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Posted by core jr  |   7 Apr 2014  |  Comments (0)


What are you doing all day on June 19th? Nothing? Wrong. Clear your schedule to make room for the very first Core77 Conference! We're putting together a day-long shindig in Brooklyn featuring some of the most forward-thinking people in the design world talking about how and why they do what they do.

We're finalizing the details now, including a full lineup of speakers, special guests and swag. We've booked a venue with a great vibe, large enough to hold a crowd but small enough so it's easy to meet everyone. Of course, as with any Core77 gathering there will be plenty of food, drinks and music throughout the day and into the evening.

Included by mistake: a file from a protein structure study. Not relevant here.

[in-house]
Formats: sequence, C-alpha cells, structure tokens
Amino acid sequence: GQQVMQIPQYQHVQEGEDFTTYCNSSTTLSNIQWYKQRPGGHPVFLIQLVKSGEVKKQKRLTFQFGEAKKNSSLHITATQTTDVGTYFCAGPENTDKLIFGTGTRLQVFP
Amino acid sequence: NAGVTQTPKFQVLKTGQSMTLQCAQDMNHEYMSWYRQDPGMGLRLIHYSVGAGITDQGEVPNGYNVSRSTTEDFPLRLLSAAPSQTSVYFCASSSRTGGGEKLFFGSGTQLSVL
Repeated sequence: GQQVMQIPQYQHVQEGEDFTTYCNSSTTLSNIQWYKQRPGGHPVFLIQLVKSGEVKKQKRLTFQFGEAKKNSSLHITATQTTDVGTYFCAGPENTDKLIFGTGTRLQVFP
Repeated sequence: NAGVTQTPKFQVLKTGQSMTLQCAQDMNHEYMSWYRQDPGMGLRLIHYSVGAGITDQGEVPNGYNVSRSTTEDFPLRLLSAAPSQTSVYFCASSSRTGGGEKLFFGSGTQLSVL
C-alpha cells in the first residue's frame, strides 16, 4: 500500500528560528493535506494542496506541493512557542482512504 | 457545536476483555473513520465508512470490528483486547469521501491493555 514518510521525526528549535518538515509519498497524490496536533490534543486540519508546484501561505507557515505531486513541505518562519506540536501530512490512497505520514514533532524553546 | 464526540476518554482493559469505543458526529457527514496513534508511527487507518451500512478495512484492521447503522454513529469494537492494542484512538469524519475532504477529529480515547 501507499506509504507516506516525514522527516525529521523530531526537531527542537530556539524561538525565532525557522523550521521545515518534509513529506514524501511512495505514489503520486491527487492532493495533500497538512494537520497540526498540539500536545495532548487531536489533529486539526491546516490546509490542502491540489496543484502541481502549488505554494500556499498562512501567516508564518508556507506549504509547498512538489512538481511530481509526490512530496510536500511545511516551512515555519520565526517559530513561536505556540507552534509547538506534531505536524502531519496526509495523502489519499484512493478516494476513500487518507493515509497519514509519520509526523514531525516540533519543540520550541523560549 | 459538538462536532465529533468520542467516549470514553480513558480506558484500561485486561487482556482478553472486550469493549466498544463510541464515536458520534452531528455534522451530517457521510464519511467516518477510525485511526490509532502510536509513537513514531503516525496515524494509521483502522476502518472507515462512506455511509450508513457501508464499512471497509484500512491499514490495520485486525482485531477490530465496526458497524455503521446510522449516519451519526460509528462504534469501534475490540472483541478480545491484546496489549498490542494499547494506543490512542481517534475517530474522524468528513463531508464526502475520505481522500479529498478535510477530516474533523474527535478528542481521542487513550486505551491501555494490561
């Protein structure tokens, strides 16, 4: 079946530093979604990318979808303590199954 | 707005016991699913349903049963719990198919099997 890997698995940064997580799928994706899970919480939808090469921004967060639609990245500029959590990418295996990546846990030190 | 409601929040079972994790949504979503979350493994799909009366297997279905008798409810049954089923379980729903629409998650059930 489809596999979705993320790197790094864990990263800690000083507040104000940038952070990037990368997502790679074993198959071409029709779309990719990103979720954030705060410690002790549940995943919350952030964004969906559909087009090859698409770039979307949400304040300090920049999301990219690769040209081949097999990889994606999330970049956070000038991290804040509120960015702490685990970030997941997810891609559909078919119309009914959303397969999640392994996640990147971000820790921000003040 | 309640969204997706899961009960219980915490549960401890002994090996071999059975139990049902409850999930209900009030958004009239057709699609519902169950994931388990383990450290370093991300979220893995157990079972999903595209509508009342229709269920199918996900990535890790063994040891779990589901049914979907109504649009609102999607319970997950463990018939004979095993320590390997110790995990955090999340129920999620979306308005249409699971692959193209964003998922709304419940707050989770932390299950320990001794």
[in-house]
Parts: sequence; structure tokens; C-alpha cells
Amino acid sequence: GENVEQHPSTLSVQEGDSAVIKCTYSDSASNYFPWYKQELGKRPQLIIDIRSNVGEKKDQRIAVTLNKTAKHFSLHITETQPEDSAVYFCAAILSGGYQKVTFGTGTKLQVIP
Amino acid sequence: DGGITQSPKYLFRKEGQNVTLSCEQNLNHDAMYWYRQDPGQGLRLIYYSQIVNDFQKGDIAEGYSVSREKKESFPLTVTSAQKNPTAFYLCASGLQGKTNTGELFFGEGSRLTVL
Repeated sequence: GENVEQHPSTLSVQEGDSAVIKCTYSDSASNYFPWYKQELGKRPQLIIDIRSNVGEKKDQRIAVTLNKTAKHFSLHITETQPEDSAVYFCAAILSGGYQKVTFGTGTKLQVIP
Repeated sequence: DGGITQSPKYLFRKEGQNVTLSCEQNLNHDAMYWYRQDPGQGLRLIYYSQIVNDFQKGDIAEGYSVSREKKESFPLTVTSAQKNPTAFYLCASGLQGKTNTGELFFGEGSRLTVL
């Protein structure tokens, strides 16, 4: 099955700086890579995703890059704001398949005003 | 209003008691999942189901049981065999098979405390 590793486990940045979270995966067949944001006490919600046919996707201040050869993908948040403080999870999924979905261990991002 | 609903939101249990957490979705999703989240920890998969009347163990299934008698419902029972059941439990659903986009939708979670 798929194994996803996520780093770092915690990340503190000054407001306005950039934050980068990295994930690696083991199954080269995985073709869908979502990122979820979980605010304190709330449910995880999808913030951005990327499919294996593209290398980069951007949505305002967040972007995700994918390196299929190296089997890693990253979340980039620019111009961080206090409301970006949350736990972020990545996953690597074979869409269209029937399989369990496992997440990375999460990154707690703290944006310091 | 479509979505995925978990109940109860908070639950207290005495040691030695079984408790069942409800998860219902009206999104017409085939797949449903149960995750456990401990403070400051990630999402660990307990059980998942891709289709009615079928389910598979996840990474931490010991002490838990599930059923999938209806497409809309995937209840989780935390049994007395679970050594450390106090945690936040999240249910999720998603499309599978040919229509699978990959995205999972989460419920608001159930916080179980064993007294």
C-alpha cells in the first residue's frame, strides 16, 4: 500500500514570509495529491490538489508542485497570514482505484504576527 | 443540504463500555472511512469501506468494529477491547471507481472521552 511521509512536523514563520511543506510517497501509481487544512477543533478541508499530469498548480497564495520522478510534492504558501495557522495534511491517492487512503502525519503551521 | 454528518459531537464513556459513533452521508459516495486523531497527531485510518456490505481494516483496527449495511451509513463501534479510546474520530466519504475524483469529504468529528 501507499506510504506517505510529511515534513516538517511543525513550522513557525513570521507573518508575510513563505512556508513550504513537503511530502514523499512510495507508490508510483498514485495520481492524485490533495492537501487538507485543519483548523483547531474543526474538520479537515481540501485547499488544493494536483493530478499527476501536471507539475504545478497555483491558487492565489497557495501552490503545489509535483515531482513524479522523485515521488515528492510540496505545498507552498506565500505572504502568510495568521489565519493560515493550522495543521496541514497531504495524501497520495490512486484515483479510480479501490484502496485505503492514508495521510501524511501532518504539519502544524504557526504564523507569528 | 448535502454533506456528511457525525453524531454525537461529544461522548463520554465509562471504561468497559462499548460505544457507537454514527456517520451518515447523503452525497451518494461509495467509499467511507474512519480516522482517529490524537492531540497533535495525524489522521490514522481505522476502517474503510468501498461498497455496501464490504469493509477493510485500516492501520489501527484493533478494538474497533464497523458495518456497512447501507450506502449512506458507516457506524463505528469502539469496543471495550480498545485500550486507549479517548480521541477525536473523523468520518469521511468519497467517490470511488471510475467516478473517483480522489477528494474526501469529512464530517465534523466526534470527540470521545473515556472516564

If you're not in the neighborhood, start making your travel plans now so you don't miss out. Tickets go on sale shortly, so keep your eyes here for upcoming announcements.

Posted by Ray  |  24 Mar 2014  |  Comments (1)

DesignIndaba2014-NaotoFukasawa-COMP.jpgClockwise from top: "Demetra" (2013), courtesy of Artemide; "Juice Skin" (2004), photo by Masayoshi Hichiwa; "Twelve" (2005), courtesy of Issey Miyake

It turns out that one of the designers who I was most curious to see was scheduled to be the second to last speaker at the 2014 Design Indaba Conference: Naoto Fukasawa, the master himself. In fact, word on the street was that 'headliner' Stefan Sagmeister himself was not particularly nervous about his own presentation but had reservations about following Fukasawa, with whom he had also shared the stage 11 years ago, at the 2003 Conference.